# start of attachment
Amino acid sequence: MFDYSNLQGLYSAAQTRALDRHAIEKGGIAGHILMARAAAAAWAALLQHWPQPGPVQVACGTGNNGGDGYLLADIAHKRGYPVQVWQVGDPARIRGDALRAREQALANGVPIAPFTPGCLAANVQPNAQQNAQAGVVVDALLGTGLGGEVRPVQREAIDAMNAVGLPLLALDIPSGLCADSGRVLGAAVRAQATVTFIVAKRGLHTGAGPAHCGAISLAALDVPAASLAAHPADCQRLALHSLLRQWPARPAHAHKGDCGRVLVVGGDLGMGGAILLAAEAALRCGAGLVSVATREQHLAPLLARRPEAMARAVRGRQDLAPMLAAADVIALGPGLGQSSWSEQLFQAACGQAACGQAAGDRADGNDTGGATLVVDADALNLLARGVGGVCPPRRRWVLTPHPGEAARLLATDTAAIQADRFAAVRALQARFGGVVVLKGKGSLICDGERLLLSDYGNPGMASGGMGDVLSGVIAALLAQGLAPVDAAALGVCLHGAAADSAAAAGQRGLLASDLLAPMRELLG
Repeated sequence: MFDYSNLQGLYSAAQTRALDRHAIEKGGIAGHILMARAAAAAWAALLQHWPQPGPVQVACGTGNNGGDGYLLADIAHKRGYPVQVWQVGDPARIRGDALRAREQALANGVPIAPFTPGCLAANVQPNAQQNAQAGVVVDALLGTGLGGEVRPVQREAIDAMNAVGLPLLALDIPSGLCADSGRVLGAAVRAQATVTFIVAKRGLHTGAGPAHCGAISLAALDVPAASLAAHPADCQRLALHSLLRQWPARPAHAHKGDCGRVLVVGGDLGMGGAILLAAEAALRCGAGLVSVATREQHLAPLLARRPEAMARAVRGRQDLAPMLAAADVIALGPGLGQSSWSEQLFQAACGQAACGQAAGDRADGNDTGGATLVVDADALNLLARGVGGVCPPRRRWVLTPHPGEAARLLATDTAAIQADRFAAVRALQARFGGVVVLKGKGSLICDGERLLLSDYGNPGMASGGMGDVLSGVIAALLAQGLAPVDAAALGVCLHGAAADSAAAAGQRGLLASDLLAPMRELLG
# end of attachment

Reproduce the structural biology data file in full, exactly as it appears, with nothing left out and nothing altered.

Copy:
Amino acid sequence: MFDYSNLQGLYSAAQTRALDRHAIEKGGIAGHILMARAAAAAWAALLQHWPQPGPVQVACGTGNNGGDGYLLADIAHKRGYPVQVWQVGDPARIRGDALRAREQALANGVPIAPFTPGCLAANVQPNAQQNAQAGVVVDALLGTGLGGEVRPVQREAIDAMNAVGLPLLALDIPSGLCADSGRVLGAAVRAQATVTFIVAKRGLHTGAGPAHCGAISLAALDVPAASLAAHPADCQRLALHSLLRQWPARPAHAHKGDCGRVLVVGGDLGMGGAILLAAEAALRCGAGLVSVATREQHLAPLLARRPEAMARAVRGRQDLAPMLAAADVIALGPGLGQSSWSEQLFQAACGQAACGQAAGDRADGNDTGGATLVVDADALNLLARGVGGVCPPRRRWVLTPHPGEAARLLATDTAAIQADRFAAVRALQARFGGVVVLKGKGSLICDGERLLLSDYGNPGMASGGMGDVLSGVIAALLAQGLAPVDAAALGVCLHGAAADSAAAAGQRGLLASDLLAPMRELLG
Repeated sequence: MFDYSNLQGLYSAAQTRALDRHAIEKGGIAGHILMARAAAAAWAALLQHWPQPGPVQVACGTGNNGGDGYLLADIAHKRGYPVQVWQVGDPARIRGDALRAREQALANGVPIAPFTPGCLAANVQPNAQQNAQAGVVVDALLGTGLGGEVRPVQREAIDAMNAVGLPLLALDIPSGLCADSGRVLGAAVRAQATVTFIVAKRGLHTGAGPAHCGAISLAALDVPAASLAAHPADCQRLALHSLLRQWPARPAHAHKGDCGRVLVVGGDLGMGGAILLAAEAALRCGAGLVSVATREQHLAPLLARRPEAMARAVRGRQDLAPMLAAADVIALGPGLGQSSWSEQLFQAACGQAACGQAAGDRADGNDTGGATLVVDADALNLLARGVGGVCPPRRRWVLTPHPGEAARLLATDTAAIQADRFAAVRALQARFGGVVVLKGKGSLICDGERLLLSDYGNPGMASGGMGDVLSGVIAALLAQGLAPVDAAALGVCLHGAAADSAAAAGQRGLLASDLLAPMRELLG